Farage to meet Trump camp again as he plans ‘permanent move’ to US
The visit to Washington DC will be seen as a fresh bid to undermine Prime Minister Theresa May, who is still yet to meet the president-elect. Farage has repeatedly offered himself up as an intermediary between May and Trump, to which Downing Street has declined.
In December, Farage will again meet the team who are preparing for Trump’s move to the White House in January, according to the Independent. It is not known what they plan to discuss.
Trump and Farage have grown especially close in recent months. Farage was the first foreign politician to visit the president-elect. On Monday, Trump caused a political storm when he tweeted Farage would do a “great job” if he were the UK’s ambassador to the US.
The move by Farage to further ingratiate himself with the Trump camp may cause alarm for Downing Street, which has said there would be “no third party” in Britain's relationship with the United States.
May has spoken to Trump on the phone, saying she was looking forward to meeting “soon,” but no date has been announced.
“If you travel to the US you should let me know,” was how Trump extended his invite, according to a transcript obtained by the Times.
The interim UKIP leader is due to travel with the same group that met Trump in New York, including millionaire UKIP donor Arron Banks.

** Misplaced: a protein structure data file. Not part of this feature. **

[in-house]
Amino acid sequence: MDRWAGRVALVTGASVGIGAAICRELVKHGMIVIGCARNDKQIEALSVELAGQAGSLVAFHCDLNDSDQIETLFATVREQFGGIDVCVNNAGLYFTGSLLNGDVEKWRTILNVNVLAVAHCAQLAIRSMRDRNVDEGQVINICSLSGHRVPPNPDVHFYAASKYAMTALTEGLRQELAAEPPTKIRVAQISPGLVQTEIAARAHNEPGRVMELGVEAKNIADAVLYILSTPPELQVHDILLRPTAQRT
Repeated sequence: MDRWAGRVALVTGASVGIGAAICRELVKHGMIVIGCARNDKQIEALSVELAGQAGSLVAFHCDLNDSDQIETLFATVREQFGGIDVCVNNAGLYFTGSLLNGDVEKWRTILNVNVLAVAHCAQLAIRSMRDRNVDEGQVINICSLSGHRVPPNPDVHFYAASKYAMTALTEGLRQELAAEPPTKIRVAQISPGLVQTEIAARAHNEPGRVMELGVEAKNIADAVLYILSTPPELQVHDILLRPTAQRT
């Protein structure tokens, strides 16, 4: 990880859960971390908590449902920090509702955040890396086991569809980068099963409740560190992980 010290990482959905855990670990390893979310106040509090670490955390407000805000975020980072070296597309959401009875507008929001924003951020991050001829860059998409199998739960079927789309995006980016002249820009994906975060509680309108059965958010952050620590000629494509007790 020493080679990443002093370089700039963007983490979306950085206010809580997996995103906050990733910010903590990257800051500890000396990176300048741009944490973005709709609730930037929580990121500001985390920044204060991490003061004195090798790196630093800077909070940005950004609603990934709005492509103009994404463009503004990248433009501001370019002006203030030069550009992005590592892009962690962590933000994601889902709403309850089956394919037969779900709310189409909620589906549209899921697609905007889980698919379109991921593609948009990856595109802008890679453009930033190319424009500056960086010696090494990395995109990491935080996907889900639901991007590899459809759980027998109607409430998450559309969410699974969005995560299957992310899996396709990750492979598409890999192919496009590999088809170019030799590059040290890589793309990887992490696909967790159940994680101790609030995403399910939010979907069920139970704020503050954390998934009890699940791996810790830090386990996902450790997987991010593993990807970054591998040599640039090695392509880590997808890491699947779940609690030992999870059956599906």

On Wednesday night, Banks hosted a celebration for Farage, who is standing down as UKIP leader on Monday. There he handed out a tray of Ferrero Rocher chocolates in reference to the famous “Mr Ambassador!” television advert.
Speaking at the event at the Ritz, Farage said: “We’ve got a problem. In America the revolution is total. Not only have the people spoken and won, but the old administration, Obama and all those ghastly people, are out and the Trump people are in.
“In this country, the people have spoken, but the same players have just been shuffled around the chessboard and we are still being run by the career professional political class.”
Farage said there would be a “seismic shock” at the next general election in Britain, adding: “I suspect that the Conservative Party is not fit for the legacy of Brexit.”
He said there was still “unfinished business” after the EU referendum and forecast a “genuine realignment.”
“The people have spoken but the establishment don’t want to listen, so there are great battles to be fought and I’m going to go on fighting those battles.”
To cheers, he said: “For those of you who aren’t particularly happy with what happened in 2016, I’ve got some really bad news for you - it’s going to get a bloody sight worse next year.”
Meanwhile, the Times reports that Farage has told friends he is getting ready to emigrate to the US with his wife Kirsten.
The newspaper said Farage is reportedly concerned about life in Britain. He has not appeared in public with his family for more than 18 months after anti-UKIP protesters chased his wife and daughters out of a pub in Kent, and that he would feel “freer” from public attention living abroad.